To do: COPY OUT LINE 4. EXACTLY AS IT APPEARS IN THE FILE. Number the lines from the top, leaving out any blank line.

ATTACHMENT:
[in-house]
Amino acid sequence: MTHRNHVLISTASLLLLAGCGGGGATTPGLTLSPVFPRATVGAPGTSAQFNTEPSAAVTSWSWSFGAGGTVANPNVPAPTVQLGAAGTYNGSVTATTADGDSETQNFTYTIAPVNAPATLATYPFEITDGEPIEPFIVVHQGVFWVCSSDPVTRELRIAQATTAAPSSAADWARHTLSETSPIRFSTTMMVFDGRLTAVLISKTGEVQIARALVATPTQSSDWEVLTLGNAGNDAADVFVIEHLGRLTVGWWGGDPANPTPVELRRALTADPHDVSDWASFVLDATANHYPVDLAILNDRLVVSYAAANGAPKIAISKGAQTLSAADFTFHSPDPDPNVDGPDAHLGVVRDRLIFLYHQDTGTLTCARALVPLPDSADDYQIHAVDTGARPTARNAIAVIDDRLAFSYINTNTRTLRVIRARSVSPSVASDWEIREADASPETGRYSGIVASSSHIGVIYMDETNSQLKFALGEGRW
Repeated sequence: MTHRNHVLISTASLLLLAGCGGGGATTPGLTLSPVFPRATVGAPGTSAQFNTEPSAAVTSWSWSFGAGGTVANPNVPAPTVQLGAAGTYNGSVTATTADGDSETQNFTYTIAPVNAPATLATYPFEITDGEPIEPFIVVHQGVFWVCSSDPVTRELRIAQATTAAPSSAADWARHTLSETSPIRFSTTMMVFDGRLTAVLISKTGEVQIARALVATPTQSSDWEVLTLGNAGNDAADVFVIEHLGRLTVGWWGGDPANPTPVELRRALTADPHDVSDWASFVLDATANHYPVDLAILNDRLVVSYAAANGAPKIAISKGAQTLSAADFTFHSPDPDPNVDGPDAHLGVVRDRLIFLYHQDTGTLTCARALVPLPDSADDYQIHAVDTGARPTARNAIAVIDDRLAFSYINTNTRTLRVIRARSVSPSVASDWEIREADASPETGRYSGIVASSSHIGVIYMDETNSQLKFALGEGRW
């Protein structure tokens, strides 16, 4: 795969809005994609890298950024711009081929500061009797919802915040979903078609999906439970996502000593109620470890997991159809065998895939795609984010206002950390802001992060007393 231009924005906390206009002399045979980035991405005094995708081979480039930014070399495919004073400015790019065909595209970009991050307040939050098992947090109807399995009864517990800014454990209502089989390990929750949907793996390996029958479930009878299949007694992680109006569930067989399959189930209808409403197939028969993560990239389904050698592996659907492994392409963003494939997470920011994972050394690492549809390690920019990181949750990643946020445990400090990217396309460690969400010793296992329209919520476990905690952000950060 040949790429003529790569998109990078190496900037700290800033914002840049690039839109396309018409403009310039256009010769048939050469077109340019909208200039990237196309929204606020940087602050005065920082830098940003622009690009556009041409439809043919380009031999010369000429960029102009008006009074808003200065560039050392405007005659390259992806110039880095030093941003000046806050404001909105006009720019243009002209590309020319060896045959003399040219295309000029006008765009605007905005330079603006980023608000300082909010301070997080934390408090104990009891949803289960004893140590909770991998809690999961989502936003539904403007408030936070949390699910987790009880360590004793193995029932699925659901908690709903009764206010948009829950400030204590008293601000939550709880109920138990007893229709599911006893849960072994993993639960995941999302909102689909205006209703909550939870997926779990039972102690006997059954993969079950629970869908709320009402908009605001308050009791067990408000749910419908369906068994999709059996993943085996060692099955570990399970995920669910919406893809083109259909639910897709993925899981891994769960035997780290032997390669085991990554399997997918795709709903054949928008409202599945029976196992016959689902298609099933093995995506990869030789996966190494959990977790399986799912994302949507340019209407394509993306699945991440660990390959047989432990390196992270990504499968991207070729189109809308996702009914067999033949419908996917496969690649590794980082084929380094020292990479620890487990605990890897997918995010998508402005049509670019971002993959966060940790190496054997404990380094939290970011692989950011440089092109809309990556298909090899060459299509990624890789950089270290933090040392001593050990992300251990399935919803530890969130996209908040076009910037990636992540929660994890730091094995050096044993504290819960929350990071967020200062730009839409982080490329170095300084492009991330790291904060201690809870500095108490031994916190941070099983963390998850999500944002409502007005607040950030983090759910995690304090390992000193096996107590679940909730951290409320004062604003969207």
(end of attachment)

């Protein structure tokens, strides 16, 4: 795969809005994609890298950024711009081929500061009797919802915040979903078609999906439970996502000593109620470890997991159809065998895939795609984010206002950390802001992060007393 231009924005906390206009002399045979980035991405005094995708081979480039930014070399495919004073400015790019065909595209970009991050307040939050098992947090109807399995009864517990800014454990209502089989390990929750949907793996390996029958479930009878299949007694992680109006569930067989399959189930209808409403197939028969993560990239389904050698592996659907492994392409963003494939997470920011994972050394690492549809390690920019990181949750990643946020445990400090990217396309460690969400010793296992329209919520476990905690952000950060 040949790429003529790569998109990078190496900037700290800033914002840049690039839109396309018409403009310039256009010769048939050469077109340019909208200039990237196309929204606020940087602050005065920082830098940003622009690009556009041409439809043919380009031999010369000429960029102009008006009074808003200065560039050392405007005659390259992806110039880095030093941003000046806050404001909105006009720019243009002209590309020319060896045959003399040219295309000029006008765009605007905005330079603006980023608000300082909010301070997080934390408090104990009891949803289960004893140590909770991998809690999961989502936003539904403007408030936070949390699910987790009880360590004793193995029932699925659901908690709903009764206010948009829950400030204590008293601000939550709880109920138990007893229709599911006893849960072994993993639960995941999302909102689909205006209703909550939870997926779990039972102690006997059954993969079950629970869908709320009402908009605001308050009791067990408000749910419908369906068994999709059996993943085996060692099955570990399970995920669910919406893809083109259909639910897709993925899981891994769960035997780290032997390669085991990554399997997918795709709903054949928008409202599945029976196992016959689902298609099933093995995506990869030789996966190494959990977790399986799912994302949507340019209407394509993306699945991440660990390959047989432990390196992270990504499968991207070729189109809308996702009914067999033949419908996917496969690649590794980082084929380094020292990479620890487990605990890897997918995010998508402005049509670019971002993959966060940790190496054997404990380094939290970011692989950011440089092109809309990556298909090899060459299509990624890789950089270290933090040392001593050990992300251990399935919803530890969130996209908040076009910037990636992540929660994890730091094995050096044993504290819960929350990071967020200062730009839409982080490329170095300084492009991330790291904060201690809870500095108490031994916190941070099983963390998850999500944002409502007005607040950030983090759910995690304090390992000193096996107590679940909730951290409320004062604003969207």